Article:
There are a lot of food cures in the supermarket, but there are far more items that are the opposite of food cures. To tackle the problems of bad food, and the overall obesity issue in the U.S., there is heavy consideration of a “fat tax” or “sin tax” applied to sweets and high-calorie, non-healthy foods.
In fact, Iowa State researchers believe that the fat tax is not the best way to lower caloric intake from sweet food. They surmised that, rather than executing a tax on sugary goods at the grocery store, the food processors themselves should be taxed. If a company adds corn syrup and sugar before the product hits the shelves, they should be levied with tax.
These are economists, it should be pointed out, not medical scientists. Still, their ideas would sound great to consumers. They do not suggest that the tax would help resolve obesity, but they are simply looking into the best way to deliver such a tax.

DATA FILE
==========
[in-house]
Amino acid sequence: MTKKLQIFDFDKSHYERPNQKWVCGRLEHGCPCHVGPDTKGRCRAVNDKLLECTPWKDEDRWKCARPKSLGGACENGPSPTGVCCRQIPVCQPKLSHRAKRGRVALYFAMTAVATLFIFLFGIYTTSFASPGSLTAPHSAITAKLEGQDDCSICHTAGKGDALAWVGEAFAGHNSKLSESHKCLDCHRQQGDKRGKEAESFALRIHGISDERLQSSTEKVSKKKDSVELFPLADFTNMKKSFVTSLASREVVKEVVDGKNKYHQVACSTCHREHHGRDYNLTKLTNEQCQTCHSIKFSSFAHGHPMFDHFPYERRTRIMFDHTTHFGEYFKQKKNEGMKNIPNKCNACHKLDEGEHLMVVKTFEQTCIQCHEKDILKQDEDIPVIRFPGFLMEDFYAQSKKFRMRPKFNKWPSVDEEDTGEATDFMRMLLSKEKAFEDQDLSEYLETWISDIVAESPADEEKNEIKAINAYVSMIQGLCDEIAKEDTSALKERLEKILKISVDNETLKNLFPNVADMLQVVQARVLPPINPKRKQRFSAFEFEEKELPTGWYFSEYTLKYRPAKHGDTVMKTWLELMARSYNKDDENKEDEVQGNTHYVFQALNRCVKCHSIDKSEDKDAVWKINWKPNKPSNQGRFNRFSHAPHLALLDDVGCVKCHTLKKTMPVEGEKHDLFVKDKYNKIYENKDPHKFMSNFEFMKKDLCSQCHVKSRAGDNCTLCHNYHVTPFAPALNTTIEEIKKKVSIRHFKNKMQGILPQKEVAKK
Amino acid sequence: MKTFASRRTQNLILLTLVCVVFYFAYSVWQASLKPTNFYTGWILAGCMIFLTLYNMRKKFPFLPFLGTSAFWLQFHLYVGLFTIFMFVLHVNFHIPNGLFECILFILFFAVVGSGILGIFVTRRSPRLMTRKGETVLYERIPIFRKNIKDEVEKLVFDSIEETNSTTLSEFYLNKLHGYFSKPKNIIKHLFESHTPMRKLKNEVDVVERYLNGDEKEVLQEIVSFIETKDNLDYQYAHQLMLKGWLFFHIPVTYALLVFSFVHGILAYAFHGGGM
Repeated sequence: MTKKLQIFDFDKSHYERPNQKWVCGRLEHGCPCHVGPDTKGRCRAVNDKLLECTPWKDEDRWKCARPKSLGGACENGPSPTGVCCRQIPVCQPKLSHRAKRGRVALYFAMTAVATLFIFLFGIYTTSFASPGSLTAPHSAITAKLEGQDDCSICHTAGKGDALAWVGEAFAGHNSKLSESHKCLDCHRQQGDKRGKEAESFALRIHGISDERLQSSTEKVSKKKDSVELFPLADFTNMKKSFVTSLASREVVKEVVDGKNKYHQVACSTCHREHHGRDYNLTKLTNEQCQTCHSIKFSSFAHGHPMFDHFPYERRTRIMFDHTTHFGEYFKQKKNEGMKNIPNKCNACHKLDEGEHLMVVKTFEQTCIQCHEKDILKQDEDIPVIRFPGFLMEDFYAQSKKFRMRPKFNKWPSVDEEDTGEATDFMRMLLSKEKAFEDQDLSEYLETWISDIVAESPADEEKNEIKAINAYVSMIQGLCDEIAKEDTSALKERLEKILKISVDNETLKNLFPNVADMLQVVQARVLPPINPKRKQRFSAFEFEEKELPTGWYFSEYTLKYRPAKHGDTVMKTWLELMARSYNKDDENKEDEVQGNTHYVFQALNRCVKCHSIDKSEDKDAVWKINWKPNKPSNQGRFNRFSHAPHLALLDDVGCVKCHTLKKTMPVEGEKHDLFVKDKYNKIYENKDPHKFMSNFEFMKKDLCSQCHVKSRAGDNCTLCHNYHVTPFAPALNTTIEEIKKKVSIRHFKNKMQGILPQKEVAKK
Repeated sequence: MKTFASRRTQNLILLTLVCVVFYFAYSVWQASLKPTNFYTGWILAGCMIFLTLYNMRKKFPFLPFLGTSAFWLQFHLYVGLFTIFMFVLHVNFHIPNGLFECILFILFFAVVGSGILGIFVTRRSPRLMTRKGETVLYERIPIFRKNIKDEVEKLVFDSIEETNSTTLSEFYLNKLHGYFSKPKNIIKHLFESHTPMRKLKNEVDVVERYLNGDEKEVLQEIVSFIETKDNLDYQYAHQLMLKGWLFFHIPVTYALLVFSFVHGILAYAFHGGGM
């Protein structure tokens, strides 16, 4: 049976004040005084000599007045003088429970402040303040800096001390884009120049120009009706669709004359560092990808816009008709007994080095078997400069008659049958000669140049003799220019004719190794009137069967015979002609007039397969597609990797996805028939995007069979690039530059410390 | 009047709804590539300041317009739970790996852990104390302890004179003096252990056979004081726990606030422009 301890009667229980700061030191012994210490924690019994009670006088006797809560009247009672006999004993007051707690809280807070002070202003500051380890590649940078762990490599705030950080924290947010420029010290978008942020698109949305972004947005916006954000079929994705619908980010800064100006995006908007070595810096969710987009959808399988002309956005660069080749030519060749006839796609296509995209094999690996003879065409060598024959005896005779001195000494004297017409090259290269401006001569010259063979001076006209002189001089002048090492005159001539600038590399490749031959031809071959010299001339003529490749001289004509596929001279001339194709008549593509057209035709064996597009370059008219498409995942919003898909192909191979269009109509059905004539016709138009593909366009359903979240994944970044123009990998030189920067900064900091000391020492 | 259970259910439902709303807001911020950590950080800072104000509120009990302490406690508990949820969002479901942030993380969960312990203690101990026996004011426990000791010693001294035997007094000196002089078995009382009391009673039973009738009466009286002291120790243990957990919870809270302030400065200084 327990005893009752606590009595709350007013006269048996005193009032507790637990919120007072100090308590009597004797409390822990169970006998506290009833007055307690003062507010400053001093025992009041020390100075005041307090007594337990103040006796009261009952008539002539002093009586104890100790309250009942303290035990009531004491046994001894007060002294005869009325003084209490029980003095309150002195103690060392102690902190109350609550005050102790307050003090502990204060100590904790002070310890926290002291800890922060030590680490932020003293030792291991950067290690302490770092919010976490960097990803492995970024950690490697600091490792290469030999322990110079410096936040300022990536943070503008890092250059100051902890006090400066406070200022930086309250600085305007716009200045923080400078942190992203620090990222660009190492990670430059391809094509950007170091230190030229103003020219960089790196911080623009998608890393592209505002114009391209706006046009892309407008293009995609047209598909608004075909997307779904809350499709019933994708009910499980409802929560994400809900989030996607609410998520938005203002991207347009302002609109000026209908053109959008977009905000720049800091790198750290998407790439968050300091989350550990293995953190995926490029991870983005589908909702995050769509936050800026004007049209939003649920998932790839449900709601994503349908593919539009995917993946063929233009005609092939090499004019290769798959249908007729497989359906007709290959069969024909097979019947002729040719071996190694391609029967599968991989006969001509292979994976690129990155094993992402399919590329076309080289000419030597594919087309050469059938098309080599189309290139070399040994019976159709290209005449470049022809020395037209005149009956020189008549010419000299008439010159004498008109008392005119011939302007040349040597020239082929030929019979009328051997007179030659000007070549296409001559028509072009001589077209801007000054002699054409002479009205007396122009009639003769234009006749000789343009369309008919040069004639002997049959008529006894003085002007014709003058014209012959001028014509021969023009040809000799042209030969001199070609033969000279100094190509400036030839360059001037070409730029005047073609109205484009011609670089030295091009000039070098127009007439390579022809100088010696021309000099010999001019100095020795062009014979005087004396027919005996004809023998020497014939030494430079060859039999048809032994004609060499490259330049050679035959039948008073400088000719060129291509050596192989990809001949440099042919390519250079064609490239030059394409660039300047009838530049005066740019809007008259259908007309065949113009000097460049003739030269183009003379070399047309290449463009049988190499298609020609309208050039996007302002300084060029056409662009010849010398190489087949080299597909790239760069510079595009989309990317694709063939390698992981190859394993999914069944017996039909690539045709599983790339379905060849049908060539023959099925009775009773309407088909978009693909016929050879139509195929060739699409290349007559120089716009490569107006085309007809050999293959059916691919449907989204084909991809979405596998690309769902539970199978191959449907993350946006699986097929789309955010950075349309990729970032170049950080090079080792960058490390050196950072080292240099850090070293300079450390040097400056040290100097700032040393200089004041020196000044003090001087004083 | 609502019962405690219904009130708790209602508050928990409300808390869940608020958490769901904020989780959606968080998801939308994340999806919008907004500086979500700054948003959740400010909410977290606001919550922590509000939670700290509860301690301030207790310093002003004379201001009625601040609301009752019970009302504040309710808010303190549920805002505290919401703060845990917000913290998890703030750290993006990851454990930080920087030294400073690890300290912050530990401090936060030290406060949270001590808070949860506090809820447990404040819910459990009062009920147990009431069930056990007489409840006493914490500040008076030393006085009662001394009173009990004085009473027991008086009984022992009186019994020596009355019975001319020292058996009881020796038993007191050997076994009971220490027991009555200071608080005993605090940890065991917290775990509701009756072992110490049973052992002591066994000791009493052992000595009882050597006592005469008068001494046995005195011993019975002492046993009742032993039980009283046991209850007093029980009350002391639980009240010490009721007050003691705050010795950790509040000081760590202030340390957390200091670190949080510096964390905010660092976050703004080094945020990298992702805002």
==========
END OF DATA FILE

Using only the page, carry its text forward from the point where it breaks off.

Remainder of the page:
The research shows that if the goal of a sin tax on sweeteners is to reduce calories consumed, lawmakers should consider taxing the companies. Taxing the processing stage allows food processors to reduce the amount of sweeteners they put into their products. Processors will also have incentives to use more of the lesser-taxed artificial sweeteners, and less of the higher-taxed sweeteners that are heavy in sugary products.
(While we’re on the subject, here are the top-five natural sugar substitutes that are actually healthy: The Top Five Secret Sugar Substitutes.)
This would cause prices at the grocery store to remain nearly the same rather than slapping the tax on the end product. Plus, from a health standpoint, it would reduce the calories in a food that could be linked to the sugar in something.
Any new tax on sweeteners, they say, will cause prices to go up. One big problem is that this will impact poorer economic groups in the U.S. Much of the sweeter goods are consumed by those with less money, so in effect a fat tax would wind up making poorer people pay more for calories that are still bad for them.
The researchers write that we’d “be amazed to see how much sweetener goes into food processing.” Leading the way is simple sugar and corn syrup, food additives that spike blood sugar levels and help pave the way toward a host of various health issues.